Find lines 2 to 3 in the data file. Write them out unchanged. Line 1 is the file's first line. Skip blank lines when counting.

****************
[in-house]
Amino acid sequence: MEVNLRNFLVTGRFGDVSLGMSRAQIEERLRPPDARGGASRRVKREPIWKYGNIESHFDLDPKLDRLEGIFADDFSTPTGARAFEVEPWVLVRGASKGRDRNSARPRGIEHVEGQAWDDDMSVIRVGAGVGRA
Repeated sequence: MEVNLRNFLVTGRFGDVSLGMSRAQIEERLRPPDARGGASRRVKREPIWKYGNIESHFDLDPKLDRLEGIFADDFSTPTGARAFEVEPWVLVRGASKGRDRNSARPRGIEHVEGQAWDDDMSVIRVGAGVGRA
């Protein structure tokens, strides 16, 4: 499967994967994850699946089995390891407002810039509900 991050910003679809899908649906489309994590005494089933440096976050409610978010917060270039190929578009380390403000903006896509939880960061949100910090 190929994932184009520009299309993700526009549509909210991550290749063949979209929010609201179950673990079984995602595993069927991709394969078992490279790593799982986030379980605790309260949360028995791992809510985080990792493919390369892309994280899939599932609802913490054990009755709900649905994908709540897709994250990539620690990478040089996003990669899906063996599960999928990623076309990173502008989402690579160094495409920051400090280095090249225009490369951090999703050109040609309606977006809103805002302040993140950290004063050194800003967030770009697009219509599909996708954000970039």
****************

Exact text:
Amino acid sequence: MEVNLRNFLVTGRFGDVSLGMSRAQIEERLRPPDARGGASRRVKREPIWKYGNIESHFDLDPKLDRLEGIFADDFSTPTGARAFEVEPWVLVRGASKGRDRNSARPRGIEHVEGQAWDDDMSVIRVGAGVGRA
Repeated sequence: MEVNLRNFLVTGRFGDVSLGMSRAQIEERLRPPDARGGASRRVKREPIWKYGNIESHFDLDPKLDRLEGIFADDFSTPTGARAFEVEPWVLVRGASKGRDRNSARPRGIEHVEGQAWDDDMSVIRVGAGVGRA